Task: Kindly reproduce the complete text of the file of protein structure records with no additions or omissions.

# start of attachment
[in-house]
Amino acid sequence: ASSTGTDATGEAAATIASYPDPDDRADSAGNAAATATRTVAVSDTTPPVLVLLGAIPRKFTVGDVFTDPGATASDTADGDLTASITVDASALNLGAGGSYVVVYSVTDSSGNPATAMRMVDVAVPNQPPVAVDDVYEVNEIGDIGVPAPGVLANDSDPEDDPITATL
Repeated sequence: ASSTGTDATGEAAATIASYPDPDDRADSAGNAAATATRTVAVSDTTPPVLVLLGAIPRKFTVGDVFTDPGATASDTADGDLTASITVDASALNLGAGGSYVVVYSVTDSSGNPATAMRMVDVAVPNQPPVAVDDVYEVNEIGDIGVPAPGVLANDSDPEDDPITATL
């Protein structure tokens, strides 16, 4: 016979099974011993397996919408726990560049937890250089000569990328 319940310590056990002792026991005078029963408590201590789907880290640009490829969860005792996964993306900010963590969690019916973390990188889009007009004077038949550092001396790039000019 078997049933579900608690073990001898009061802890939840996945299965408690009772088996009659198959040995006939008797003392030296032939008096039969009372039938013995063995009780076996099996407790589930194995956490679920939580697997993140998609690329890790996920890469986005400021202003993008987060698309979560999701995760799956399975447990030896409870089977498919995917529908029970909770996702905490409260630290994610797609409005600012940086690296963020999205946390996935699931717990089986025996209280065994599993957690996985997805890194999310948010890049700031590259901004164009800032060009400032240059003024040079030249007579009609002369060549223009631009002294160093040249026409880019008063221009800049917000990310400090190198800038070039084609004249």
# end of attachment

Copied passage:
[in-house]
Amino acid sequence: ASSTGTDATGEAAATIASYPDPDDRADSAGNAAATATRTVAVSDTTPPVLVLLGAIPRKFTVGDVFTDPGATASDTADGDLTASITVDASALNLGAGGSYVVVYSVTDSSGNPATAMRMVDVAVPNQPPVAVDDVYEVNEIGDIGVPAPGVLANDSDPEDDPITATL
Repeated sequence: ASSTGTDATGEAAATIASYPDPDDRADSAGNAAATATRTVAVSDTTPPVLVLLGAIPRKFTVGDVFTDPGATASDTADGDLTASITVDASALNLGAGGSYVVVYSVTDSSGNPATAMRMVDVAVPNQPPVAVDDVYEVNEIGDIGVPAPGVLANDSDPEDDPITATL
């Protein structure tokens, strides 16, 4: 016979099974011993397996919408726990560049937890250089000569990328 319940310590056990002792026991005078029963408590201590789907880290640009490829969860005792996964993306900010963590969690019916973390990188889009007009004077038949550092001396790039000019 078997049933579900608690073990001898009061802890939840996945299965408690009772088996009659198959040995006939008797003392030296032939008096039969009372039938013995063995009780076996099996407790589930194995956490679920939580697997993140998609690329890790996920890469986005400021202003993008987060698309979560999701995760799956399975447990030896409870089977498919995917529908029970909770996702905490409260630290994610797609409005600012940086690296963020999205946390996935699931717990089986025996209280065994599993957690996985997805890194999310948010890049700031590259901004164009800032060009400032240059003024040079030249007579009609002369060549223009631009002294160093040249026409880019008063221009800049917000990310400090190198800038070039084609004249």